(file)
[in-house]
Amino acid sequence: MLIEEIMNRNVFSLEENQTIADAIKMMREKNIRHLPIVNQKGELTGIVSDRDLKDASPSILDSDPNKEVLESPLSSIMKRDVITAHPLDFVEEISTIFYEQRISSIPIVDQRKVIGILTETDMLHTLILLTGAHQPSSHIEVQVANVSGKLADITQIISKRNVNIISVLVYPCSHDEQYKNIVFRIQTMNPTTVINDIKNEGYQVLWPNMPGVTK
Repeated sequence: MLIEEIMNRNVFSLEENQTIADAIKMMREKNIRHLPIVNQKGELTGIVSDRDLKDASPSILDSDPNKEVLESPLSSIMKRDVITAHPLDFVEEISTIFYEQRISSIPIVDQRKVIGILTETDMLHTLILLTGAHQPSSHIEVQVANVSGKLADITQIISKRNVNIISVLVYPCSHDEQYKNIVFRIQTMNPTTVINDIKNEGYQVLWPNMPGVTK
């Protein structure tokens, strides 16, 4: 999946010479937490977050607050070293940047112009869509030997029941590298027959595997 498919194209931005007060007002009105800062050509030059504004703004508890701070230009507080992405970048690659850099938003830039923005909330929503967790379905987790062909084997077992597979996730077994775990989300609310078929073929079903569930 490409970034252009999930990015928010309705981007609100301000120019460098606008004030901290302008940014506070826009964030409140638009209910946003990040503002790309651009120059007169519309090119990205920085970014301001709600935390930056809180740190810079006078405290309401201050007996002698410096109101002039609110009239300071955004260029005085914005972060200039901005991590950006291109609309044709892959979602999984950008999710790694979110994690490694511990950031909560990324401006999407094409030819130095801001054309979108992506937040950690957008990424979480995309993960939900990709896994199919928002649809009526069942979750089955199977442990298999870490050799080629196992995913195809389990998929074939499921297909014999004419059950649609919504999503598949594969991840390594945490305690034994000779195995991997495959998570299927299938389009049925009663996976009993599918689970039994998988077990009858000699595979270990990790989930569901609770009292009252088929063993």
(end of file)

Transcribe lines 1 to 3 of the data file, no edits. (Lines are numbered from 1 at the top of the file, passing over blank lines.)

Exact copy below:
[in-house]
Amino acid sequence: MLIEEIMNRNVFSLEENQTIADAIKMMREKNIRHLPIVNQKGELTGIVSDRDLKDASPSILDSDPNKEVLESPLSSIMKRDVITAHPLDFVEEISTIFYEQRISSIPIVDQRKVIGILTETDMLHTLILLTGAHQPSSHIEVQVANVSGKLADITQIISKRNVNIISVLVYPCSHDEQYKNIVFRIQTMNPTTVINDIKNEGYQVLWPNMPGVTK
Repeated sequence: MLIEEIMNRNVFSLEENQTIADAIKMMREKNIRHLPIVNQKGELTGIVSDRDLKDASPSILDSDPNKEVLESPLSSIMKRDVITAHPLDFVEEISTIFYEQRISSIPIVDQRKVIGILTETDMLHTLILLTGAHQPSSHIEVQVANVSGKLADITQIISKRNVNIISVLVYPCSHDEQYKNIVFRIQTMNPTTVINDIKNEGYQVLWPNMPGVTK